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What is a sump pump?


Basement Fact: A standard sump pump can remove 1,800 to 2,200 gallons of water per hour.

That’s quite a flood! A submersible pump or “sump pump” sits placed in a hole cut into the floor of your basement or crawlspace as part of an interior French drain system. The motor is placed in a sealed, waterproof housing that is either plastic or cast iron. When water around the motor rises to a set level, the pump turns on, flushing water out through piping that runs out to the exterior and away from the house.

There are varying levels of power for sump pumps. If you live in an extreme flood zone, a ½-horsepower pump, which can remove 3,000 gallons of water an hour is ideal. Need even more power? A super-duty ¾-horsepower can remove move a whopping 5,000 gallons of water an hour.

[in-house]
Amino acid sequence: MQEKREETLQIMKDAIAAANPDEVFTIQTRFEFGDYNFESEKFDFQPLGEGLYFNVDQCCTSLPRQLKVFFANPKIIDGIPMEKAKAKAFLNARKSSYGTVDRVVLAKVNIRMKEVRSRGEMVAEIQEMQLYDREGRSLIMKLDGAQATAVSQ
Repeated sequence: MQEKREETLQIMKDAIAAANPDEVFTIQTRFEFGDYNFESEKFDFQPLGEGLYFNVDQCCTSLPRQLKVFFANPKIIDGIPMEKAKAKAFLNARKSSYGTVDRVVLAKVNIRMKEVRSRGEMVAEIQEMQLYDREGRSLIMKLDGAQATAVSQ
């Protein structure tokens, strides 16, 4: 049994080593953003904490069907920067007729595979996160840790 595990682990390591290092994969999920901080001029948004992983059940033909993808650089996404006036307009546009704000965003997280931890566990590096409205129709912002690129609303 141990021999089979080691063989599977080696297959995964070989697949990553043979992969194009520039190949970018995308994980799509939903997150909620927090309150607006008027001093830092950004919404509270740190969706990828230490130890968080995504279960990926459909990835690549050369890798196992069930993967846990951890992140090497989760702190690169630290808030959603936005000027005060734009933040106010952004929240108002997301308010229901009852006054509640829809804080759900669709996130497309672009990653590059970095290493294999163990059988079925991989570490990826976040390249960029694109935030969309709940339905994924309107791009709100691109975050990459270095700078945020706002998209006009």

A sump pump is one of the most important components of an effective waterproofing system. While sump pumps are able to handle floods, they can be rendered useless if flooding knocks out power. Therefore, it is important to have a back up system of either a batter back up or second sump pump. Both types of back up system provide around 10 hours of pump time. Aside from having a proper back up system, it is important to maintain your sump pump at least once every 6 months by testing it, however, it is suggested that you test your sump pump once every three months for best maintenance practices.

Carolina Basement Solutions offers a top of the line energy efficient sump pump that is extremely reliable and designed to last even under the most extreme conditions. The PitBoss sump pump is extremely quiet and powerful enough to pump thousands of gallons per hour.


Call us at (833) 641-0517 for a FREE inspection of your home or fill out this form. Our experts will be happy to provide you with a complete waterproofing system to prevent you from experiencing a wet basement or damp crawlspace.

What Our Customers Are Saying

Great job, Professional, Well done. Pushed up a sagging load bearing wall from below that was ill constructed originally. Floor is rock solid now. Roger W. Whitmire, SC
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